Take the 2-minute tour ×
Mathematics Stack Exchange is a question and answer site for people studying math at any level and professionals in related fields. It's 100% free, no registration required.

Let $A$, $B$ and $C$ be three points in a disk, does $f\left(A,B,C\right)=\mbox{Area}\left(\mbox{triangle}\,ABC\right)/\mbox{Perimeter}\left(\mbox{triangle}\,ABC\right)$ have maximum on the boundary?

share|improve this question
By occurring on the boundary of $D^{3}$, do you mean that A,B and C are all points located on the boundary of the disc? –  Epictetus Dec 5 '12 at 11:45
add comment

2 Answers

First note that if a triangle is subjected to a homothety by factor $r>1$ then the area multiplies by $r^2$ and the perimeter by $r$, so that area/perimeter gets multiplied by $r$. This means for the triangle $ABC$ with longest side say $AB$, that we may expand and move the triangle until vertices $A,B$ are on the boundary of $D$, while increasing the ratio area/perimeter.

If at this point the vertex $C$ happens to lie in the smaller part of $D$ cut by $AB$, reset $C$ to its reflection through $AB$, so that $C$ now lies in the larger part of $D$ cut by $AB$.

Now suppose the vertex $C$ is moved so that the perimeter remains constant. This means $C$ moves on an ellipse with foci at $A,B$; this ellipse will not entirely lie in $D$, however it is clear that $C$ may be moved until triangle $ABC$ becomes isosceles, and that during this mmovement the area of $ABC$ increases, since the altitude from $C$ increases. Thus the ratio area/perimeter increases at this step also.

Now move $C$ in the direction perpendicular to $AB$ and away from that line, until $C$ lies on the boundary of $D$. This will increase area more than perimeter: as a map it is an expansion in the direction perpendicular to $AB$ and thus multiplies area by some $k>1$, while since the sides $AC$ and $BC$ are on a slant to the perpendicular, they will each expand by a factor less than $k$. So again the ratio area/perimeter has increased.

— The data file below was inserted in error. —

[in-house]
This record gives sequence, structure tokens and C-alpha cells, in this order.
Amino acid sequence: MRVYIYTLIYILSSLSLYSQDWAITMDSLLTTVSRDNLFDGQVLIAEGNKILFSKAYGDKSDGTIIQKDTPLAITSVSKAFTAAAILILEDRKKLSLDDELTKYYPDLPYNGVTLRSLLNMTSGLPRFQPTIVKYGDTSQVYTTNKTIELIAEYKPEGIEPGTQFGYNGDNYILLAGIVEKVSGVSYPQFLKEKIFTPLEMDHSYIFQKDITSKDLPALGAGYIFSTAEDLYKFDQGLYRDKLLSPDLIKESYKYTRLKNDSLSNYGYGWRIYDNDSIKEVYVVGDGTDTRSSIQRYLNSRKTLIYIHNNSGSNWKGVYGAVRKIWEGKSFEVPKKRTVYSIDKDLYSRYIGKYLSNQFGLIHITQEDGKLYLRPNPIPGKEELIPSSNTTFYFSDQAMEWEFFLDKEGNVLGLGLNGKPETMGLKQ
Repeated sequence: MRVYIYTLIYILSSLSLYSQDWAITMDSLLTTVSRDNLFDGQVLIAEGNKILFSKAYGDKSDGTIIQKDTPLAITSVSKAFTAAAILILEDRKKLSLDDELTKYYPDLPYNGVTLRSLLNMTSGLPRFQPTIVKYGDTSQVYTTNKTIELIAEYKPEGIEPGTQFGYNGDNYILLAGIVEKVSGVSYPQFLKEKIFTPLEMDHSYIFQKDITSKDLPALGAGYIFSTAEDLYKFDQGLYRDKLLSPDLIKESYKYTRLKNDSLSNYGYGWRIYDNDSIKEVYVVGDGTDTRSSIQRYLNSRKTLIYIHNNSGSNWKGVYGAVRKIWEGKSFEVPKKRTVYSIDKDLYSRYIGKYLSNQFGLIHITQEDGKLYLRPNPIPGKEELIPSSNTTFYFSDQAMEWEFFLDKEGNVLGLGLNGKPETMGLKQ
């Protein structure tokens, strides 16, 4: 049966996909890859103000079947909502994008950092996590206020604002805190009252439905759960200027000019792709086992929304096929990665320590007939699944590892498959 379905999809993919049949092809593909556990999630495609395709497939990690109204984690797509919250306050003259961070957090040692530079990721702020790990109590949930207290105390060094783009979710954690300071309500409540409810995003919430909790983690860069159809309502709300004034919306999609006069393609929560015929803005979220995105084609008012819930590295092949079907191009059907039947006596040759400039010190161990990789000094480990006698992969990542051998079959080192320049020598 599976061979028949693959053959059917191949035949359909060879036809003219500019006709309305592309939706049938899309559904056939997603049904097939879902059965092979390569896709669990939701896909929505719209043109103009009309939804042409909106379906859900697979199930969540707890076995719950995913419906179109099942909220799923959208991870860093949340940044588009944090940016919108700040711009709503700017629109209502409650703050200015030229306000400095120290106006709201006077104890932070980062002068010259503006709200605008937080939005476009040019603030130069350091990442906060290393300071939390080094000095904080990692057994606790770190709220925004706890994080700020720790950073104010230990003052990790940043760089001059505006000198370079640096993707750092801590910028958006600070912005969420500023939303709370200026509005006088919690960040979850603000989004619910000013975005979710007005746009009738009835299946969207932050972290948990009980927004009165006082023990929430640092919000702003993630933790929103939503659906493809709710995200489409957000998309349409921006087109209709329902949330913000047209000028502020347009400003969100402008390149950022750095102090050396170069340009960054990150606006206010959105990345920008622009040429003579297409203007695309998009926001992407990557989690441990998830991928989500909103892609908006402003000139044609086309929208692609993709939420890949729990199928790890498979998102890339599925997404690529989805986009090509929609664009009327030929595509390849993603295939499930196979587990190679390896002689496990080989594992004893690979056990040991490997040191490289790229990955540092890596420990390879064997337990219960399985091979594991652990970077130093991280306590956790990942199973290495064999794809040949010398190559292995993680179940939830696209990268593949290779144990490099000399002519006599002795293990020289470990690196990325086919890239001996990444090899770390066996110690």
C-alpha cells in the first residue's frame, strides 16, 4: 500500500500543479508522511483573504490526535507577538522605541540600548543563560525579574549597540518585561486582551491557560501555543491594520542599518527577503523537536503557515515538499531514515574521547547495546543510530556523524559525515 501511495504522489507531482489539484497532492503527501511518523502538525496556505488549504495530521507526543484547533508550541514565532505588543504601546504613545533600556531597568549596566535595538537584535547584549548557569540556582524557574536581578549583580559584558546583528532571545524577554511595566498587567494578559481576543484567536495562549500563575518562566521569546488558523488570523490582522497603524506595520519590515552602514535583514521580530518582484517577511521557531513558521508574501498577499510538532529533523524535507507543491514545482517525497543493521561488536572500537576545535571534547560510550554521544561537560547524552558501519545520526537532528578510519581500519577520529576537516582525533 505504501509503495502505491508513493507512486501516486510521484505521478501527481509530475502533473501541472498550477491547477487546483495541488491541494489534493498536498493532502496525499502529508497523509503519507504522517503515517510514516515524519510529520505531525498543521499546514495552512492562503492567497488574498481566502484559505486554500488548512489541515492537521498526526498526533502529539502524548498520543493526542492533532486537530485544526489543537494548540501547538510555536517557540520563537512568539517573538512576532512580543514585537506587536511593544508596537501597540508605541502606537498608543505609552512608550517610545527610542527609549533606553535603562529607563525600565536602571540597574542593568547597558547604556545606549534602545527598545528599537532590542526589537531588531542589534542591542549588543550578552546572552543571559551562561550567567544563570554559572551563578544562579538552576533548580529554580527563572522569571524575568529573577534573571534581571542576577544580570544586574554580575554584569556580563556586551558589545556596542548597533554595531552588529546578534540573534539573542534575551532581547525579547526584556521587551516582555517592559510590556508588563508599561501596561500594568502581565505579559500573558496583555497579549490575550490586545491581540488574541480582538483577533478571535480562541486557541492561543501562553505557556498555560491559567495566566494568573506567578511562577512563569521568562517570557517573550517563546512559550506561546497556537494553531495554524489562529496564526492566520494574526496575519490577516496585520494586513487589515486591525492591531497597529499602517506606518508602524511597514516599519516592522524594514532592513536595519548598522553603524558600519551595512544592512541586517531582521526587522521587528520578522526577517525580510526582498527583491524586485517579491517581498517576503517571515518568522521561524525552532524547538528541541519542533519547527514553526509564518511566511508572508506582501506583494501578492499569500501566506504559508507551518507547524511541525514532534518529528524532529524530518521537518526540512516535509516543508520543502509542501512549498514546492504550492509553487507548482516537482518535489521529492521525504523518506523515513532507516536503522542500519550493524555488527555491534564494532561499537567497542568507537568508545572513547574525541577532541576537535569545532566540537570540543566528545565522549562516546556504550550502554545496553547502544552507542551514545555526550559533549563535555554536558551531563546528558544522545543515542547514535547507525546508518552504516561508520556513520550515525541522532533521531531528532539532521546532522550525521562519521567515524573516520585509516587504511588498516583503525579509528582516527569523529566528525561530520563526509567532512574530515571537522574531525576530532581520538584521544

We now have what is required, since we have the triangle $ABC$ with its vertices on the boundary of $D$, and during the process its ratio of area/perimeter has only increased.

With a little more work one can show that in fact the actual max ratio occurs when the triangle $ABC$ is equilteral, with vertices on the boundary of $D$.

share|improve this answer
jpo: If the triangle starts out with its vertices in the interior of the disk, then it may be expanded and still be in the disk. If $AB$ is the longest side, this may be done at least until one of $A,B$ ends up on the boundary. Then if the other end $B$ is not on the boundary one can move the triangle a little (so after this move the ends $A,B$ have moved toward $B$ a bit) and expand some more. If you imagine the triangle simultaneously expanding and staying in the disk, it would bump into an edge and if further expanded the other parts would move. –  coffeemath Dec 6 '12 at 0:42
add comment

$\triangle ABC=\dfrac{r(a+b+c)}{2}=rs$ $~$ $\Longrightarrow$ $~$ $\dfrac{\triangle ABC}{s}=r$
Euler theorem : $~$ $\underline{OI^{2}=R^{2}-2Rr}\geq 0$ $~$ $\Longrightarrow$ $~$ $r\leq\dfrac{R}{2}$ , which equality hold at $OI=0$ , $R=2r$
That is, it's equilateral.

Now, for the ratio $R$ ($\triangle ABC$ circumradius) to be maximum, the circumcircle ($\triangle ABC$) must be the boundary disk. $$$$ I add a little detailed.

share|improve this answer
add comment

Your Answer


By posting your answer, you agree to the privacy policy and terms of service.

Not the answer you're looking for? Browse other questions tagged or ask your own question.